Peter Parker is another hero with elements of being a Jesus-figure. He gets his powers as a gift, but exercises them at great cost – both in suffering and personal cost.
Men vs. women
“Myth supplies models for human behavior, and gives meaning and value to life.”
— Mircea Eliade in Myth and Reality (1963).
Male heroes tend to have combinations of brutal effort to become great, suffering to produce great accomplishments, and becoming disliked or even outcasts. Men embrace this as their role, which is why these are such a common traits in male heroes. These are larger-than-life characteristics of life for men. We get brutal criticism (with no pleas that this makes a hostile work environment). We experience brutal competition (no special programs or for men). Often, especially in blue collar jobs, men experience levels of work and stress that make them old at 50. Then there is life as an infantryman in combat.
Women tend to live in a different kind of world, with its own challenges and trials. Different but no less difficult. So their heroines take different forms than do men’s heroes.
Mixing them in a story calls for skill and creativity. Usually, the men’s flaws provide much of the fodder for the narrative. Some men are butt-monkeys, providing the humorous moments. But perhaps most significant, the women are just much better in most ways. If they do not lead, it seems like a plot hole. Why does Harry Potter lead the gang in the books when Hermione is so much wiser and better?
The superhero comics led the way to resolving this, as many leadership positions went to women. The leadership of SHIELD passes from Nick Fury to Daisy Johnson and then Maria Hill. The Wasp leads the Avengers. The films will probably follow this pattern.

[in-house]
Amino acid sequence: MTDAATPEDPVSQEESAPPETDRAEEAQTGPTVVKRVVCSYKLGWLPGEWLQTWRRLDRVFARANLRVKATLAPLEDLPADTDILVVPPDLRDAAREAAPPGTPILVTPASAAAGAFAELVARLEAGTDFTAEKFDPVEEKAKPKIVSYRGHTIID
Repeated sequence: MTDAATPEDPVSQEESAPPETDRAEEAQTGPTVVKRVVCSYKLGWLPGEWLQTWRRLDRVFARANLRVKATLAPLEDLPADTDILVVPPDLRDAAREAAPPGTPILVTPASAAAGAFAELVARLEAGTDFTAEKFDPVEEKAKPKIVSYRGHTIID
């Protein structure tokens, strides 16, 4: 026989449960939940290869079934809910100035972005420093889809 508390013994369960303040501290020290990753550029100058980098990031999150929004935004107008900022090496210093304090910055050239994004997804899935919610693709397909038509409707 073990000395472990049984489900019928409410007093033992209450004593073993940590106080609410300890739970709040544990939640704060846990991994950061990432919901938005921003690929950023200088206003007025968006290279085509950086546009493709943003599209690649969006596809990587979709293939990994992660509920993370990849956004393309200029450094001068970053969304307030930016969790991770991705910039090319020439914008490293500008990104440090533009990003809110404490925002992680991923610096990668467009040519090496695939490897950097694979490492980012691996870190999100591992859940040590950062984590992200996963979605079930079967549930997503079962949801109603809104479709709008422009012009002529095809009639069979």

We are crafting a new society with every generation. Now we conducting radical experiments on the next generation, with our myths molding children’s imaginations. How will boys grow up in a world of stories in which women are better and are the leaders, while men do most of the suffering – and get most of the mockery? As with most experiments, unexpected consequences will rule.
At midnight on Friday my review goes up for Rise of Skywalker.
For More Information
- “Mockingjay” shows us a Revolution in Gender Roles. What’s the next revolution?
- Jeff Beck reviews “Wonder Woman”, a contrary note amidst the ecstatic applause.
- We like superheroes because we’re weak. Let’s use other myths to become strong.
- We need better heroes. They are there, in our past.
- Where we can find the inspiration to fix America?
- Alita, the Battle Angel, fights her feminist critics.
- Captain Marvel – fun for kids, swill for adults.
- Women superheroes are Cinderellas.
The book about heroes
The Hero with a Thousand Faces
by Joseph Campbell.
From the publisher …
“Since its release in 1949, The Hero with a Thousand Faces has influenced millions of readers by combining the insights of modern psychology with Joseph Campbell’s revolutionary understanding of comparative mythology. In these pages, Campbell outlines the Hero’s Journey, a universal motif of adventure and transformation that runs through virtually all of the world’s mythic traditions. He also explores the Cosmogonic Cycle, the mythic pattern of world creation and destruction.
“This edition features expanded illustrations, a comprehensive bibliography, and more accessible sidebars.
“As relevant today as when it was first published, The Hero with a Thousand Faces continues to find new audiences in fields ranging from religion and anthropology to literature and film studies. The book has also profoundly influenced creative artists – including authors, songwriters, game designers, and filmmakers – and continues to inspire all those interested in the inherent human need to tell stories.”